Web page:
Guide to Korean: Dig In Edition

Everyone’s gotta eat, right?

Korea has so many delicious foods, with an abundance of restaurants in which you can order. In a lot of restaurants, you’ll find that menus are mostly or entirely in Korean. Similarly, in restaurants owned worked by older Koreans, you’ll have to rely on your Korean skills in order to get a meal.

So, in this blog post, I’ll be going over probably the most important topic for someone visiting Korea: ordering food in a restaurant.

 

Things to look for on the menu.

When it comes to more traditional or standard Korean restaurants, you will usually find the menu split into several different sections. Usually, there will be a meat, seafood, and soup section with other sections for rice and drinks.

고기 [ko-gee] meat

해물 [hey-mool] seafood

찌개 [chi-gay] soup, stew

밥 [bap] rice

음료 [eum-ryo] drinks

It’s important to know these umbrella categories of food because you’ll be able to narrow down your choices even if you aren’t completely sure what the rest of the menu says.

고기 (1)고기 (2)고기

 

Please?

Being polite is never out of style.

In Korean, whenever you want to ask for something, you usually will just say the word for that “something” followed by the phrase for “please give me.” In restaurants, this is also how you order. Let’s look at an example.

Bibimbap, which I talked about in this post, is a Korean traditional dish and, if you wanted to eat it, you would order like so:

비빔밥 주세요. [bee-bim-bap ju-say-yo]

Now let’s break that down.

비빔밥 [bee-bim-bap] Bibimbap

주다 [ju-da] To give

~세요 [say-yo] Polite verb ending

In Korean, there is a word that carries the weight of “please” and can be paired with the aforementioned 주세요, doing so making the sentence slightly more polite to the listener.

좀 [chom] Please

However, it’s important to note that this is not used with most phrases when ordering, but more so when you’re asking for a little bit of something or more of something. The most common way of using it in a restaurant setting is to ask for water.

물 좀 주세요. [mool chom ju-say-yo] Can I please have some water?

 

For our vegetarians and vegans.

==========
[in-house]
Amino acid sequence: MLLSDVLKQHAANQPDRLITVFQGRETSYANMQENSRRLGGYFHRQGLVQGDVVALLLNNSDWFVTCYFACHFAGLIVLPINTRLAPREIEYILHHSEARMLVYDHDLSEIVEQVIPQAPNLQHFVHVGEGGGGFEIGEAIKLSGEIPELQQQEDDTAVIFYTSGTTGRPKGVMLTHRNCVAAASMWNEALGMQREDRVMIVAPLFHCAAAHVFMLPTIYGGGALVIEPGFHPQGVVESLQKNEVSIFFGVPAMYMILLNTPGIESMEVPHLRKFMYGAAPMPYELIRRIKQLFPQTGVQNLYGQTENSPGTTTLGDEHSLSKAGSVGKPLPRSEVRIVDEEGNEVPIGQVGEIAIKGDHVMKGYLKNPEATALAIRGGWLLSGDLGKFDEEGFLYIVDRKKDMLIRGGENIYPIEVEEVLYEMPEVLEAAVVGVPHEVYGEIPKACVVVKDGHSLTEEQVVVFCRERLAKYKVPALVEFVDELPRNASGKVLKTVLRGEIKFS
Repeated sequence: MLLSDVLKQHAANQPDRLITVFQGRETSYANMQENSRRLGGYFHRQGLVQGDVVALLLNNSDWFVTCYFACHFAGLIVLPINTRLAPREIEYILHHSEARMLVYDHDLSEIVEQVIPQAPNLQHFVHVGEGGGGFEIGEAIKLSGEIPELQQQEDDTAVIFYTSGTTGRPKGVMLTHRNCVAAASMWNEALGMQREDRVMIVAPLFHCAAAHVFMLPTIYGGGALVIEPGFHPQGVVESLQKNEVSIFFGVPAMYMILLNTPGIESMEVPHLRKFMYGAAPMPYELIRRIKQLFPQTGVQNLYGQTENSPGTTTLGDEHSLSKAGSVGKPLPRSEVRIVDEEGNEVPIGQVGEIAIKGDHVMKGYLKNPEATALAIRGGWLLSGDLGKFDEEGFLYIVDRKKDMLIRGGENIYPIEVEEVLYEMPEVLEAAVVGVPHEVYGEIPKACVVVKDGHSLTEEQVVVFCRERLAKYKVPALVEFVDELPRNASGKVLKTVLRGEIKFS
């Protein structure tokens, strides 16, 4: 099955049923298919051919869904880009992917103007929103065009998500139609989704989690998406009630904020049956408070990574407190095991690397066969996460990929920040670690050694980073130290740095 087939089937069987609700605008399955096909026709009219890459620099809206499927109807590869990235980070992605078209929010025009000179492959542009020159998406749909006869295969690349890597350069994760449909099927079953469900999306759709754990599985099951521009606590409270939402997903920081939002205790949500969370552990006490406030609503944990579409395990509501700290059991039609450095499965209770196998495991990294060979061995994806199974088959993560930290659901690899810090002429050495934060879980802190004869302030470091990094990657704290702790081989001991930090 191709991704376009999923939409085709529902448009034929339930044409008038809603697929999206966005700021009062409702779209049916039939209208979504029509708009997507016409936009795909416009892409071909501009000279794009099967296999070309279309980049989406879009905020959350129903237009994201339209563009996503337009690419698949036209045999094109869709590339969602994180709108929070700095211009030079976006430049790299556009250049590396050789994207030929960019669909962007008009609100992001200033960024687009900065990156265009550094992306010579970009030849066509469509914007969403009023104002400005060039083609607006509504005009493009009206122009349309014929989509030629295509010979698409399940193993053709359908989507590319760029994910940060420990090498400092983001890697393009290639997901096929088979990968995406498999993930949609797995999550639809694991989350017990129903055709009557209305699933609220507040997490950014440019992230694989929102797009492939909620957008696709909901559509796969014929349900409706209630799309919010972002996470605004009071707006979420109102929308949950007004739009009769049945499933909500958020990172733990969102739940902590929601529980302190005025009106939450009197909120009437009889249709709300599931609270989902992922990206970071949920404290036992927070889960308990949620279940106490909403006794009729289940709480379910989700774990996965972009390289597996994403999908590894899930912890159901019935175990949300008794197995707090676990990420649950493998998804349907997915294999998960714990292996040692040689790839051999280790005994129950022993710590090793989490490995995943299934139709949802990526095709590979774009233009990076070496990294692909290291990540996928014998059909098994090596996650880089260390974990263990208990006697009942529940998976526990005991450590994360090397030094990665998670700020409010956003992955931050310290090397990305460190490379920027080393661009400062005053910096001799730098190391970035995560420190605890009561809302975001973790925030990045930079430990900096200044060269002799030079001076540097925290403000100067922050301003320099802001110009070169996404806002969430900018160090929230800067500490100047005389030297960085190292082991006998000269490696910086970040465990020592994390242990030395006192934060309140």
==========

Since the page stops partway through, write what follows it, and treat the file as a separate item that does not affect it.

Recently, there have been many restaurants, especially in Seoul, that have been opening up to specifically serve a vegan and vegetarian clients, but they tend to be few and far between. While in most Korean dishes you won’t be able to avoid meat or meat products (even meat-free stews are prepared with a seafood broth) there are quite a few dishes you can order without meat and meat products.

If you would like to stress that you don’t eat meat, check out the phrases below.

저는 고기 먹지 않아요. [cho-neun ko-gi mok-chi-an-ahyo] I do not eat meat.

저는 채식주의자예요. [cho-neun che-ju-oo-eee-ja-yay-yo] I am vegetarian/vegan.

As you can see, there really isn’t a separate word for veganism and vegetarianism, which makes it a lot more difficult for our vegan friends out there to eat safely in restaurants. My best advice would be to find out the words for some ingredients and follow it up with a request to not put that in the dish. Let’s take a look at an example.

우유 넣지 마세요. [oo-yoo neo-ji ma-say-yo] Please don’t put in milk.

우유 [oo-yoo] milk

계란 [gey-ran] egg

부터 [buh-teo] butter

넣다 [neo-da] to put in, include, add

~지 마세요 [ma-say-yo] negative verb stem

Now, often times more than not, the workers at restaurants will be able to take out bigger things like meat or eggs, but not smaller things like milk and butter. An unfortunate reality, so it is better to prepare for options that might not be available for vegans.

고기 (3).png

 

This is just a scraping of the surface for restaurant ordering etiquette in Korea. If you would like a more in-depth look with some more examples, I would highly recommend you check out the video by SweetandTastyTV below.

It is always beneficial (and polite!) to understand the basics when it comes to ordering at restaurants in a foreign country. By using these basics, you’ll have a more comfortable and easy time when it comes to ordering at a restaurant in Korea.

What are some of the difficulties of ordering in restaurants that weren’t covered in this post? Are vegan and vegetarian options widely available where you live? Let me know in the comments below!

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